[for background on this archival project, read the posts here and here]
It sounds odd now, but I began to blog as a way of saving time. I was the “shepherd” for grant applications in my department, and found I was repeating my experiences and exhortations over and over to colleagues with less experience. It’s a long drawn-out and difficult process, applying for research grants in our national system, and I thought it would be useful to build an archive of the process from beginning to end as I developed my own new application from scratch. I was also involved, at the time, at the edges of some other research projects that were looking at the way humanities researchers, especially in Australia, could make their findings and discoveries more accessible to a broader audience, and this was a secondary motivation: to experiment with the blog format to see if there might be a broader audience for the discussion of medieval studies and medievalism. On the other hand, I had no idea about how to reach an audience that would be broader than my students and colleagues.
Three months after I began the blog, I was diagnosed with early stage breast cancer. Like many people facing serious illness, I found writing was therapeutic, a way of making sense of what was happening, putting a shape and a narrative around it. It wasn’t hard to decide to keep blogging. The blog was also a way of letting people know how treatment was progressing. I knew many women were very scared of breast cancer, but I was hardly ever mortally afraid, and wanted to show, day by day, that it was ok to be sick.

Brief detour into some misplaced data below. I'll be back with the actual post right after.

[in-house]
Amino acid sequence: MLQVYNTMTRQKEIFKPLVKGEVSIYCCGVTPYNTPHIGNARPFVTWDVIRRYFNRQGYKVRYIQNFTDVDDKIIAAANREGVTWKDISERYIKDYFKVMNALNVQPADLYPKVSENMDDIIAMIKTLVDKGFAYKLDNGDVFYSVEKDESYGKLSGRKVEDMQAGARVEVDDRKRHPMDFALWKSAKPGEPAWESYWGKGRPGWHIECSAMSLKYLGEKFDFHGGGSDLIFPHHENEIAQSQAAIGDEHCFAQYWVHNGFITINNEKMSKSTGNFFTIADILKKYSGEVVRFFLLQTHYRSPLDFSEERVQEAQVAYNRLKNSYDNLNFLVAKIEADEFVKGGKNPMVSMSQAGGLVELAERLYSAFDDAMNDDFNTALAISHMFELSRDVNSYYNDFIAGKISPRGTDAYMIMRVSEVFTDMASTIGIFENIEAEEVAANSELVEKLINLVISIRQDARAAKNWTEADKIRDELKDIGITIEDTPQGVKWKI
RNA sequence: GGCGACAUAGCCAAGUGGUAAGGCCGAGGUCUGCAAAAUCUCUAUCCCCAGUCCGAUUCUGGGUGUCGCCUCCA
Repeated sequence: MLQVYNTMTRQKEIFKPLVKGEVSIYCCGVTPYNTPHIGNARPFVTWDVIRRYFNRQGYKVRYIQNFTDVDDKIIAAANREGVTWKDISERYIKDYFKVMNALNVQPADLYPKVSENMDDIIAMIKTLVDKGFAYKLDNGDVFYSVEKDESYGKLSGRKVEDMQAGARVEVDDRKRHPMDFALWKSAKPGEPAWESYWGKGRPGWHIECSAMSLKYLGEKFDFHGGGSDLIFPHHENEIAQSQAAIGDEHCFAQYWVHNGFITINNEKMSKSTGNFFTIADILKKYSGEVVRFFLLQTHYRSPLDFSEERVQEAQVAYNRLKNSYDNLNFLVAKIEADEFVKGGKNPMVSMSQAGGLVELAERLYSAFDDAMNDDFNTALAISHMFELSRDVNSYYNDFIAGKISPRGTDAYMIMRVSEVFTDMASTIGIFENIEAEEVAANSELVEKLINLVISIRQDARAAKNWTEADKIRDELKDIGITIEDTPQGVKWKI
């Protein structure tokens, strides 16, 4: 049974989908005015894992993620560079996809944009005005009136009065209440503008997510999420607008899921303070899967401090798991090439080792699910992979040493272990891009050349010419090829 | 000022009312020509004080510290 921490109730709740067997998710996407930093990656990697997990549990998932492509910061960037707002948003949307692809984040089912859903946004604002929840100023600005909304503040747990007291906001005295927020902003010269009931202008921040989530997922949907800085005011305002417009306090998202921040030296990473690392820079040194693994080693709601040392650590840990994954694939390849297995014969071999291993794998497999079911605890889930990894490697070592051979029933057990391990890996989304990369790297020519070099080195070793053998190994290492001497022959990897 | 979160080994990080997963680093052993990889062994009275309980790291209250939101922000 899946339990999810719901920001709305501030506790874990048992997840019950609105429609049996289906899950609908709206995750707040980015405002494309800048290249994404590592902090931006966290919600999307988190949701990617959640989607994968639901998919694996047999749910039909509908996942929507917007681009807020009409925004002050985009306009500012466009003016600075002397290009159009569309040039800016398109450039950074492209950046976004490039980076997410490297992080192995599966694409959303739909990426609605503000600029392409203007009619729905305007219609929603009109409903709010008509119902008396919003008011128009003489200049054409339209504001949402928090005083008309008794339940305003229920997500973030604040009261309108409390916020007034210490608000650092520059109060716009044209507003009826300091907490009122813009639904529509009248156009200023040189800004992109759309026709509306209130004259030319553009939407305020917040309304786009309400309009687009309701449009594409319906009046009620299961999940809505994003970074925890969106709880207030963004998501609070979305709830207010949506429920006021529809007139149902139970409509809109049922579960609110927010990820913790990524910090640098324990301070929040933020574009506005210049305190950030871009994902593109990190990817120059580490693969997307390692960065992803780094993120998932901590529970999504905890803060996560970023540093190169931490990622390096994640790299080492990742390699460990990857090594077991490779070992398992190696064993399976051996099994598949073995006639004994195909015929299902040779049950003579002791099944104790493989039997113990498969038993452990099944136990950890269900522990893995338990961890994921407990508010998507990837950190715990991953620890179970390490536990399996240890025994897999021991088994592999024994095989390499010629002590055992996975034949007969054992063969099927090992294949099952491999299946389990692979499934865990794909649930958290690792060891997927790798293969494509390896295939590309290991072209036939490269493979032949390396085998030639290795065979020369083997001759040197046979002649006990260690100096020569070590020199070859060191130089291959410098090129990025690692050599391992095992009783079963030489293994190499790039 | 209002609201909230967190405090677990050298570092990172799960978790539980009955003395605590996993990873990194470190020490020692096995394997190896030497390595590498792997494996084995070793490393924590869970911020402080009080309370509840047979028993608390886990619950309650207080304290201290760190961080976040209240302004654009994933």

This meant the blog very quickly transformed from a pretty straight professional blog to one that sought to articulate the relationship between public work and private work. During the pointy end of my treatment, in 2006-7, I was also fascinated by the way the medical professionals I encountered conducted themselves.
I try as hard as I can to respect other folks’ privacy, so there are many, many times when I deliberately don’t blog about people and events that aren’t already in the public sphere. I’ll admit to enjoying moments when I test the limits of my own privacy, though, in blogging about a diseased body, and the side-effects of cancer treatment. For the record, I’ve just completed three years of hormone therapy, with another two to go: there is no sign of any recurrence.
The blog’s readers are, I think, my colleagues, postgraduate and undergraduate students, former students, family members, friends, breast cancer patients, and medievalists, as well as other bloggers in a relatively small, charmed circle. I link, and am linked most often to In the Medieval Middle, and Still Life with Cat the blog of a former colleague, Australian literature expert, and now freelance reviewer and essayist in Adelaide, Kerryn Goldsworthy.
Returning to work after illness — both mentally, in the act of walking back into the building; and intellectually, trying to finish a book — have been immensely difficult. The blog was — is — a safe space of mediation between my study at home and the world of public interaction. Since I began the five-year program of medication, I think I’ve become a less efficient worker. Some would blame blogging, as a form of time-wasting, but I think blogging has helped me loosen up my academic writing, and develop a stronger sense of the audience for our work as medievalists.
I’ve published a couple of things about the blog: a newspaper feature and an article, “I’ve written my talk: blogging, writing and temporality,” Heat 15 n.s. (2007): 115-26.
And an article by Anthony McCosker discusses my blog, along with some other blogs about illness: “Blogging Illness: Recovering in Public,” M/C Journal, 11, no. 6 (2008).